‘Riding for Donnie’ is July 9

Published 12:00 am Saturday, June 18, 2016

When Donnie and Missy Grissett went to a family reunion on a recent Sunday, they had no idea what was in the works.

It was there that they learned a group of friends and family members was organizing a benefit for them. It was something the Grissetts had never dreamed of doing, but an event their family members say is long overdue.

Donnie Grissett was 6 when one of his kidneys had to be removed after it was damaged in a bicycle accident. He functioned quite well, but learned at age 18 that he had a kidney disease known as FSGS. Through the years, the disease progressed to End Stage Renal Disease (ESRD).

But Grissett was lucky. In 2002, his brother, Ronnie Grissett, donated a kidney to him.

The new kidney worked well for seven years, but in 2009, the original kidney disease began to affect the transplanted kidney, which had to be removed.

Since that time, he’s been dependent on dialysis. Three days each week, he spends hours hooked to a machine to remove toxins from his body.

“In 2013, we got a call for a kidney,” Mrs. Grissett said. “We were all good to go.”

But the white blood counts were too low, and her husband was diagnosed with leukopenia, or extreme anemia, resulting from the years of dialysis.

“He has to take a shot to counteract this,” she said.

Two years ago, on Memorial Day, the family was placed on standby for a kidney, but the organ didn’t work out. He continues to hope for a kidney donor, his wife said.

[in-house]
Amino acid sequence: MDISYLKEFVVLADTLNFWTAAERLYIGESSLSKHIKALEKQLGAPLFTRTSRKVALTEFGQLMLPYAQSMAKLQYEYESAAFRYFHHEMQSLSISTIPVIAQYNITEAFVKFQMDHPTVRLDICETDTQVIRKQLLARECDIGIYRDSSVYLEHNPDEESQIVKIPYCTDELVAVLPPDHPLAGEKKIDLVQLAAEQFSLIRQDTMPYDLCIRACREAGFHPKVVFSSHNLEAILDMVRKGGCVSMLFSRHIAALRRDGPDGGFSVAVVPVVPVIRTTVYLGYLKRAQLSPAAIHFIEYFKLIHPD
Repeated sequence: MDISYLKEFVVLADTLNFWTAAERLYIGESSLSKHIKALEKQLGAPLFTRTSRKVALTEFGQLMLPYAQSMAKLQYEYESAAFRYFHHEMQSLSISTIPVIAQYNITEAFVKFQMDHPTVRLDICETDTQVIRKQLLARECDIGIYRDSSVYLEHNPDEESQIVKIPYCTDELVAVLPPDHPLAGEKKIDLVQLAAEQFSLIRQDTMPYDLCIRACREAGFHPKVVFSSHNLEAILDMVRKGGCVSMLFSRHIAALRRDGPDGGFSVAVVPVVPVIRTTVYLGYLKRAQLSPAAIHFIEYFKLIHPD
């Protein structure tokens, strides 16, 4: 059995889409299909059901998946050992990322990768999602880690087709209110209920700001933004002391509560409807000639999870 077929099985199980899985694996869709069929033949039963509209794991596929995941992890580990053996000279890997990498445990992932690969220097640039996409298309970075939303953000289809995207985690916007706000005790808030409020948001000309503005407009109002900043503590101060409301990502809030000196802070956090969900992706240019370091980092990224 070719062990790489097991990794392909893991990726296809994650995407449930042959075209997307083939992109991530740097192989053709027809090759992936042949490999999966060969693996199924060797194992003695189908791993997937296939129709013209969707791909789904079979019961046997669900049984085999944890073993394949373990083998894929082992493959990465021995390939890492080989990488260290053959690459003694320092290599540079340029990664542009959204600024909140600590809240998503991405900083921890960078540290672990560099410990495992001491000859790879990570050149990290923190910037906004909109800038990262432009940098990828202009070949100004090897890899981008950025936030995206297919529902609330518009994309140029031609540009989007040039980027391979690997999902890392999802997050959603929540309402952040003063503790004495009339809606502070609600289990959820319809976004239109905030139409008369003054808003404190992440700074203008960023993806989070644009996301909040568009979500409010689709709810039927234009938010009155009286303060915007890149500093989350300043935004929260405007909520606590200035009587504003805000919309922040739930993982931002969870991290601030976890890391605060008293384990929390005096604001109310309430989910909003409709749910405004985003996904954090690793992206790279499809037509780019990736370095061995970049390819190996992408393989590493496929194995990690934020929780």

“His health has just declined,” Mrs. Grissett said.

He’s had double bypass surgery, received several heart stents, and has been diagnosed with a mild case of liver disease, another side effect of dialysis.

Most recently, he was diagnosed with hypertension in the pulmonary artery. The dialysis that has saved his live, has also put tremendous pressure on otherwise healthy organs.

“You never know,” Mrs. Grissett said. “The days he has dialysis, his energy is extremely low. The next day, he bounces back.”

He’s had a rough go, Mrs. Grissett said, adding that the couple stays as upbeat as possible.

“Our grandson, Dawson, has been the biggest lifesaver,” she said. “He makes him stay active.”

The two are practically inseparable, Mrs. Grissett said of her husband and the soon-to-be 5-year-old. The Grissetts have a daughter, Haley, a brand-new granddaughter, Scarlett, and a son, Troy.

Typically, Donnie Grissett has dialysis three times a week, and makes three trips a month to Montgomery for doctors’ visits. He also sees a pulmonary specialist in Birmingham. Medical expenses add up, and that’s why friends and family want to help, said Norma Williamson. An organizational meeting was held, and the event continues to evolve.

Donnie Grissett

Donnie Grissett

“This is something that should have already been done,” Williamson said. Four or five different ones got together and decided ‘Let’s do it.’ ”

The fundraiser, Riding for Donnie Grissett, begins at 9 a.m. on Sat., July 9, at Cypress Landing.

The Gantt Mafia will be riding, and the ride leaves at 11, featuring three stops.

There will be food available, vendors, live entertainment, an auction and much more. T-shirts also will be available, and a group is selling chances on a gun.

Anyone who would like to participate is asked to contact organizers through the Facebook event page, Riding for Donnie Grissett.

Mrs. Grissett added a plea for residents to become organ donors by designating their willingness to do so on their drivers’ licenses.